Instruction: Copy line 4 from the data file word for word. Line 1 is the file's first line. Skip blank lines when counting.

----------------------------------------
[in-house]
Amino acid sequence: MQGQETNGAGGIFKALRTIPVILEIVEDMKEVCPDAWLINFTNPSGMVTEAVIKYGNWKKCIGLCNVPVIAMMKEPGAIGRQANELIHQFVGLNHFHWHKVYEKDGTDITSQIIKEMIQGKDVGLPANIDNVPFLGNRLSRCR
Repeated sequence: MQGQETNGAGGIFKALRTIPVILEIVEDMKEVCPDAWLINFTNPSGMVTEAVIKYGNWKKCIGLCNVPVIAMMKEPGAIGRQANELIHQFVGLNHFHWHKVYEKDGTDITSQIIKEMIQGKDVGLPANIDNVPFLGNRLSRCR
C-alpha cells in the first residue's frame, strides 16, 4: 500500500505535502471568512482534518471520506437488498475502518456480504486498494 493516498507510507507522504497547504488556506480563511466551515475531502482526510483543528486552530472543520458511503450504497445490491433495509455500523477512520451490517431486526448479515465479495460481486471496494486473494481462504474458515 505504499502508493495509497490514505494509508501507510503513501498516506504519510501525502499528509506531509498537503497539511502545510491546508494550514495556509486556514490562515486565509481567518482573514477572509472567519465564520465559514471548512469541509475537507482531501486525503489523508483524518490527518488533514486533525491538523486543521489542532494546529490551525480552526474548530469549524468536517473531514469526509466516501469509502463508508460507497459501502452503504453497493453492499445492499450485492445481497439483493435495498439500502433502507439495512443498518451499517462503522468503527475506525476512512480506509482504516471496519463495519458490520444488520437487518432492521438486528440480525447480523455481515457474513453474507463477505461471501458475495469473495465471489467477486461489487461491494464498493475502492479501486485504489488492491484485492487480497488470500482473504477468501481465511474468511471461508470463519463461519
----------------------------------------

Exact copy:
C-alpha cells in the first residue's frame, strides 16, 4: 500500500505535502471568512482534518471520506437488498475502518456480504486498494 493516498507510507507522504497547504488556506480563511466551515475531502482526510483543528486552530472543520458511503450504497445490491433495509455500523477512520451490517431486526448479515465479495460481486471496494486473494481462504474458515 505504499502508493495509497490514505494509508501507510503513501498516506504519510501525502499528509506531509498537503497539511502545510491546508494550514495556509486556514490562515486565509481567518482573514477572509472567519465564520465559514471548512469541509475537507482531501486525503489523508483524518490527518488533514486533525491538523486543521489542532494546529490551525480552526474548530469549524468536517473531514469526509466516501469509502463508508460507497459501502452503504453497493453492499445492499450485492445481497439483493435495498439500502433502507439495512443498518451499517462503522468503527475506525476512512480506509482504516471496519463495519458490520444488520437487518432492521438486528440480525447480523455481515457474513453474507463477505461471501458475495469473495465471489467477486461489487461491494464498493475502492479501486485504489488492491484485492487480497488470500482473504477468501481465511474468511471461508470463519463461519